“When life gives you lemons, you can’t make lemonade unless you know where the sugar and water are,” proclaims Tamara Anderson. She’s a representative of Philadelphia’s Caucus of Working Educators with a resounding voice able to capture any listener. Not an eye strays from the stage and not a whisper escapes as every person in the room awaits Anderson’s next words.
On Saturday, September 22nd, teams of young people wearing matching T-shirts and sporting ready-for-change attitudes gathered at the Vote That Jawn event in Hamilton Commons at WHYY-TV Studios to devise strategies to bring fresh voters in Philadelphia to the polls this November for midterm elections. But, from the start of the event, it was clear that the Jawn’s impact on the youth and their communities would be much more far-reaching than just registering new voters.
And that’s Tamara Anderson’s point. Her voice booms over the loudspeakers, to deliver a powerful message about the life skills that come from bringing others to the polls. She speaks with her whole body, her dreadlocks bobbing back and forth as she captivates the audience with the passionate waving of her arms. Registering large numbers of youth to vote requires a certain kind of grit, she says, and a willingness to go out of one’s own comfort zone. Young people have to be resourceful and establish networks. You actually have to go out and do things. Along the way young people will develop contacts: by creating posters or videos for their peers, young voting advocates will meet artists; by going door-to-door, they’ll meet neighbors. So, yes, in our political lives together, Anderson concedes, we encounter lemons. But it is in making these connections that these teams of youth are finding where the sugar and water are. The lessons learned from this experience — taking actions that have real impact now — will last long after November 6th.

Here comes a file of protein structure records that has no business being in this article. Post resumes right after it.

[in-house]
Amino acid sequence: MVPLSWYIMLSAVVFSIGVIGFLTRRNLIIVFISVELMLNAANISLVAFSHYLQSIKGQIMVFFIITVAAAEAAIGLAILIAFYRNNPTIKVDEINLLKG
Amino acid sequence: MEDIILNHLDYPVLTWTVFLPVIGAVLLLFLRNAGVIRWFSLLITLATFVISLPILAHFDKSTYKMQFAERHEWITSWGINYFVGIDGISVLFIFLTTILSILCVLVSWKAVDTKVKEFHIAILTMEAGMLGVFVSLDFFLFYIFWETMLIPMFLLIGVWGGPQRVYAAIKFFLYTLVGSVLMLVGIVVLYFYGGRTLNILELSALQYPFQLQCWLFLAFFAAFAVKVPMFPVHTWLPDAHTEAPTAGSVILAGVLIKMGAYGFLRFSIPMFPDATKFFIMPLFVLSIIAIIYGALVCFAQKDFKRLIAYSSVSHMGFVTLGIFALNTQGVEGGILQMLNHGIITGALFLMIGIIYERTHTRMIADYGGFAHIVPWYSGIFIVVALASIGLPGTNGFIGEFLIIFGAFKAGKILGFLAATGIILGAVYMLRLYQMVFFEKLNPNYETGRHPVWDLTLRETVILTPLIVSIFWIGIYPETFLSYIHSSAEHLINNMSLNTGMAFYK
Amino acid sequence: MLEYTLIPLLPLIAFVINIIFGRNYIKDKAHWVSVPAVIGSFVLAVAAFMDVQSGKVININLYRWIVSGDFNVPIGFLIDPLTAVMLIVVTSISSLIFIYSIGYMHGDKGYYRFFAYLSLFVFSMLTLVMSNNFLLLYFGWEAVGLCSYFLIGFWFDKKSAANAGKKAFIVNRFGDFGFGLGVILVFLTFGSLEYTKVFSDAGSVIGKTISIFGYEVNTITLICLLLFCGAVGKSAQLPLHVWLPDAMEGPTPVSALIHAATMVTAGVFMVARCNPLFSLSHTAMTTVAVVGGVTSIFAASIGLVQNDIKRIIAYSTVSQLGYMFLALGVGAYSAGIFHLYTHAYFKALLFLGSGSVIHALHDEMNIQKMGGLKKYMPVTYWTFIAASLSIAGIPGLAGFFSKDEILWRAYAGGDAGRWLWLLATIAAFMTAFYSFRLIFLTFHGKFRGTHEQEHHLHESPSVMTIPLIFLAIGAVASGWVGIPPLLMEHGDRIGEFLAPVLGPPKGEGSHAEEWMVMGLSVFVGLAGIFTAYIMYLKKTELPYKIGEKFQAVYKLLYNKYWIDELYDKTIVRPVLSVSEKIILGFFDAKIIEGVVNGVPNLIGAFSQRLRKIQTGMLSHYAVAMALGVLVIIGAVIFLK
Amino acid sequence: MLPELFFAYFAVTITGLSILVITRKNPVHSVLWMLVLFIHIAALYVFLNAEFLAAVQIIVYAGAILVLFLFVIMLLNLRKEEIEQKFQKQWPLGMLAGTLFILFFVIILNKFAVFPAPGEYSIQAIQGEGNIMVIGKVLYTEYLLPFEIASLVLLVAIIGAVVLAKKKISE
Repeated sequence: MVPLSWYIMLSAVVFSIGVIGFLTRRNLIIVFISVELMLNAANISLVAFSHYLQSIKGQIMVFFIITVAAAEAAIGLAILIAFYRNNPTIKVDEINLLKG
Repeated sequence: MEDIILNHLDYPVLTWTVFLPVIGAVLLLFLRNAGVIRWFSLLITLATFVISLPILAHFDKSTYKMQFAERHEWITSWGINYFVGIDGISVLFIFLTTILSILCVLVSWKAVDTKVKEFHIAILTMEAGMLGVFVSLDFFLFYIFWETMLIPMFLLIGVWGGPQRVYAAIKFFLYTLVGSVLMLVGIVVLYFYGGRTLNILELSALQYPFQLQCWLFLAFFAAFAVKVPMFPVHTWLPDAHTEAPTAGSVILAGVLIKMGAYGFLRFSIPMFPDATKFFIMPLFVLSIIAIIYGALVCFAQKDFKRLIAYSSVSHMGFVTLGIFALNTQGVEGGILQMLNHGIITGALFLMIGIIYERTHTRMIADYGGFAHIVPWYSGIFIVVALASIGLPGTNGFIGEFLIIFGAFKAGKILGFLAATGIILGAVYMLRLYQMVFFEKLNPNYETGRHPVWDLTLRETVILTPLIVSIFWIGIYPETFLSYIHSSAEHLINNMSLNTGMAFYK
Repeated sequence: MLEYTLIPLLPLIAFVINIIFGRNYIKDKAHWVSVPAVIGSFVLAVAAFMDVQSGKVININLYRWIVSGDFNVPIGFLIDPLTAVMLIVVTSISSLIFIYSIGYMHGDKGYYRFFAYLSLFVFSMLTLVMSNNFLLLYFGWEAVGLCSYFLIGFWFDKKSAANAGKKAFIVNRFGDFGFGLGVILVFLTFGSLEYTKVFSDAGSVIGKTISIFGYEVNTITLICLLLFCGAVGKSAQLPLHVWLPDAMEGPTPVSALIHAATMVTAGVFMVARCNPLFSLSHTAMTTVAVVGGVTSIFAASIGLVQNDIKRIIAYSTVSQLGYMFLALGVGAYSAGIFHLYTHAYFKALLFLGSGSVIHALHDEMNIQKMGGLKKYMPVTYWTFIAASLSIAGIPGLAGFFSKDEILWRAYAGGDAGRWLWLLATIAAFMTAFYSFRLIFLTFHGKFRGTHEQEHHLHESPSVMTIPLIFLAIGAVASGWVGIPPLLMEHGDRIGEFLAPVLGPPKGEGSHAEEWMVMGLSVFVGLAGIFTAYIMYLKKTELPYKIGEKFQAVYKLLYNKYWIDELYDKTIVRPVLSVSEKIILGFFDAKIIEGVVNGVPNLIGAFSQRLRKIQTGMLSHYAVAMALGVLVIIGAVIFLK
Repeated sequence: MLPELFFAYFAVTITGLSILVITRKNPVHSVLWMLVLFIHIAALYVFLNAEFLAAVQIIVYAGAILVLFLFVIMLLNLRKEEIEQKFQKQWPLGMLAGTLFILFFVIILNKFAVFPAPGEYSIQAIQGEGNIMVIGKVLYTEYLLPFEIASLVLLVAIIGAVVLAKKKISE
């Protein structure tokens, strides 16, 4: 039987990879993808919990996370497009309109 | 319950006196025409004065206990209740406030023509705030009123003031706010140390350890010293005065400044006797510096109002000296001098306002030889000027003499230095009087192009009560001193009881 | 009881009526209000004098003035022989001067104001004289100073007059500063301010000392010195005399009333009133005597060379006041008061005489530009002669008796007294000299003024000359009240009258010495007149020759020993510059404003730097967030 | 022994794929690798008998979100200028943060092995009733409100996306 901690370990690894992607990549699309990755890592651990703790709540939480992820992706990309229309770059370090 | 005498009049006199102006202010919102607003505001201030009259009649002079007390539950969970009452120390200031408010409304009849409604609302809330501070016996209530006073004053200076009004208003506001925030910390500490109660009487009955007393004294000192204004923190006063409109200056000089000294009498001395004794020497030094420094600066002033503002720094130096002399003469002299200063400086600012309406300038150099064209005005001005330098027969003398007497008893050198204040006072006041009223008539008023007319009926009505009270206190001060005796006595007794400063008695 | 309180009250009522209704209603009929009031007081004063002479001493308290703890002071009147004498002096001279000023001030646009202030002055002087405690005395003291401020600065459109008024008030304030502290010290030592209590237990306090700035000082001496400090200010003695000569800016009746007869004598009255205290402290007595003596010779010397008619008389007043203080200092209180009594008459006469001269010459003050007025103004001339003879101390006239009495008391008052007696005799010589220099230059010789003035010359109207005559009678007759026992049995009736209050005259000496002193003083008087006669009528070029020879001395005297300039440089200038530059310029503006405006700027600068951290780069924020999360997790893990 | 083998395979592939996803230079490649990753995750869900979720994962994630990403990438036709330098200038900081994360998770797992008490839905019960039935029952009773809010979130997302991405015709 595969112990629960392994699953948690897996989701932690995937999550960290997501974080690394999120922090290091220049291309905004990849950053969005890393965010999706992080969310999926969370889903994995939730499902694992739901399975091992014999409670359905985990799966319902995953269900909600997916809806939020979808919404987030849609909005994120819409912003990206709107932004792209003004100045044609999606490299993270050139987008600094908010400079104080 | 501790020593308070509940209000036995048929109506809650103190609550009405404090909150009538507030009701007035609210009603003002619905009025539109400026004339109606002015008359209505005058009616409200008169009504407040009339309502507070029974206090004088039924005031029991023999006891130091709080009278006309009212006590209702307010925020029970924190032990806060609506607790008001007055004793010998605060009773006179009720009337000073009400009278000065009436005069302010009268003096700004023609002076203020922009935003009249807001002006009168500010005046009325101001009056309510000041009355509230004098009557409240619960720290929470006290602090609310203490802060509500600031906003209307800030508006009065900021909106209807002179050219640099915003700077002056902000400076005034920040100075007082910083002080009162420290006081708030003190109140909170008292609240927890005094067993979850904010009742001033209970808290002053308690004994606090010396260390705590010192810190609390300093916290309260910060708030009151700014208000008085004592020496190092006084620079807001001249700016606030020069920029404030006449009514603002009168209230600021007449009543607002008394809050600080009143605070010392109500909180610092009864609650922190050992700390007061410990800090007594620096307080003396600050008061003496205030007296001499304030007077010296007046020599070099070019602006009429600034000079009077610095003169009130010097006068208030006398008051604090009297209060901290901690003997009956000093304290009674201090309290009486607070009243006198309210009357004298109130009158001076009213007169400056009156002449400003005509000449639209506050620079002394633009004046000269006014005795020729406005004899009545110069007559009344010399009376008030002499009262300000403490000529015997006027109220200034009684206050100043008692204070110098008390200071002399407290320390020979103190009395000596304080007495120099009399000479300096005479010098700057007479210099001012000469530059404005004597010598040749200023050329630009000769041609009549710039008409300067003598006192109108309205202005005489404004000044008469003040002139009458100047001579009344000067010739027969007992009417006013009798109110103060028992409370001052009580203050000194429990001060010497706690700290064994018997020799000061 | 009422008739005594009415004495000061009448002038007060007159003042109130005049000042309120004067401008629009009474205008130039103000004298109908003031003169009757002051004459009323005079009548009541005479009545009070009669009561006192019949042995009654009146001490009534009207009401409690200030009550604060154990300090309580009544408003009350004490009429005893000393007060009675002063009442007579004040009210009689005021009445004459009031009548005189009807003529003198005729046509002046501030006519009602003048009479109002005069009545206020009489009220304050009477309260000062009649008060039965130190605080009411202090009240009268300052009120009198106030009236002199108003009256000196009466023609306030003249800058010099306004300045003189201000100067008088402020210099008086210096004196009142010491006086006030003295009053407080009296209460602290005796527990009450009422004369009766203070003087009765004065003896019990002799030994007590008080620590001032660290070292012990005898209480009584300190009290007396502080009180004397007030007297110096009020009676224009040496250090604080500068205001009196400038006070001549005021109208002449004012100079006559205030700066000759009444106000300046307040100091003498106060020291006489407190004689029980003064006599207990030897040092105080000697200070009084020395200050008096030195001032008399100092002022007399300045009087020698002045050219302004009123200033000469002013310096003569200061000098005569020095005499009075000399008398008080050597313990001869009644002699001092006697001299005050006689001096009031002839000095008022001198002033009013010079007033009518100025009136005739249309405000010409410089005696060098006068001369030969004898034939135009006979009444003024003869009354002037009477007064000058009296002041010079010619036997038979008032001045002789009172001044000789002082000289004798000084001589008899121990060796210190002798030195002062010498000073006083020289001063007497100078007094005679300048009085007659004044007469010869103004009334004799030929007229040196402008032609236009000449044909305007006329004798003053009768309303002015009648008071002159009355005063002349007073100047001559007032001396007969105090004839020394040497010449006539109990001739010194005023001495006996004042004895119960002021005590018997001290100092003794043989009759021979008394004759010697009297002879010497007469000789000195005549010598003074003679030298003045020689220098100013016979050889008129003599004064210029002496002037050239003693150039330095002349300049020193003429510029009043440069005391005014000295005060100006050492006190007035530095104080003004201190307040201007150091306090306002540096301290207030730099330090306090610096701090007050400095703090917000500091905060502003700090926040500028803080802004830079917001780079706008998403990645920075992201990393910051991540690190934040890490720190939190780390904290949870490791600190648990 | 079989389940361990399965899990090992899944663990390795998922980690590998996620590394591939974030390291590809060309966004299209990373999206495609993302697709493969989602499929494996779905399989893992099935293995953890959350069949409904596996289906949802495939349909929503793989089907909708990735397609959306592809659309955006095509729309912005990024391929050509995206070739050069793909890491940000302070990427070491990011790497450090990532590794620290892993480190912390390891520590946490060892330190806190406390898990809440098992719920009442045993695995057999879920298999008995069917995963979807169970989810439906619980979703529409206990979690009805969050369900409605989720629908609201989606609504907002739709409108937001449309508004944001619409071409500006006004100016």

But, Tamara Anderson is teaching the youth to find the sugar and water in more ways than just this year’s voter registration. As an outspoken member of the Caucus, Anderson is an advocate for the strengthening of public education, believing that parents and educators play a key role in the matter. Still, she aims to embolden and inspire the youth themselves to take charge of issues and to lead change within their own communities. Anderson was a key organizer in the Black Lives Matter Week of Action, in which Philadelphia teachers empowered their students to understand the movement beyond the hashtag and to push the movement forward. Simply put, Tamara Anderson is teaching students that if they want change, they have the ability to go out and make it happen.
Samira Mehta is a sophomore at the University of Pennsylvania studying biochemistry and chemistry. She is a writer for Unearthed Penn, a free science magazine for West Philadelphia middle and high school students.